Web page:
There Are Only Three Kinds of PsychotherapyNovember 1st 2001
Dr. Genova offers the antidote to the complexities of manualized and proceduralized psychotherapy that have arisen in imitation of procedural, technology-driven medicine. Supportive, directive and relational types of therapy and their correlation with various power structures within the doctor-patient relationship are described.
Resources for Coping With DisasterNovember 1st 2001
Since Sept. 11, health care professionals and their patients have been trying to make sense of the tragedy as well as cope with the possibility of future attacks. While the following list of books, articles, Web sites and so forth is certainly not exhaustive, it serves as a starting point of information sharing.
Executive Functions in Parents With ADHDNovember 1st 2001
Over the past two decades, there has been considerable progress in understanding the functions of the prefrontal cortex of the brain and its regulation of mental activities that allow for self-control and goal-directed behaviors. These mental activities are unified under the term executive functions.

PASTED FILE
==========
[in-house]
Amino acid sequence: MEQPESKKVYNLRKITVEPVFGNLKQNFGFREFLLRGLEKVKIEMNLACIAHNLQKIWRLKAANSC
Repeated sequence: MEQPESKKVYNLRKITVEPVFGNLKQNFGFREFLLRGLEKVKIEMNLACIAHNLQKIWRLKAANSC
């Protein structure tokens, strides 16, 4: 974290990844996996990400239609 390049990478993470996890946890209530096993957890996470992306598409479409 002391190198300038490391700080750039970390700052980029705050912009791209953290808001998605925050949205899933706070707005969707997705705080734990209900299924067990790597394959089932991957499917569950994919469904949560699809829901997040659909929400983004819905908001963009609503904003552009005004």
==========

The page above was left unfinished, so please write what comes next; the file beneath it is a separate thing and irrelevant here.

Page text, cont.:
Posttraumatic Spectrum Disorder: A Radical RevisionNovember 1st 2001
The introduction of posttraumatic stress disorder (PTSD) into psychiatric nosology has brought about a great deal of insight as well as controversy. Have complex clinical manifestations of PTSD created a need for further clarification of the disorder?
Introduction to Culture-Bound SyndromesNovember 1st 2001
In the glossary of our book The Culture-Bound Syndromes, Charles C. Hughes, Ph.D., listed almost 200 folk illnesses that have, at one time or another, been considered culture-bound syndromes (Simons and Hughes, 1986). Many have wonderfully exotic and evocative names: Arctic hysteria, amok, brain fag, windigo.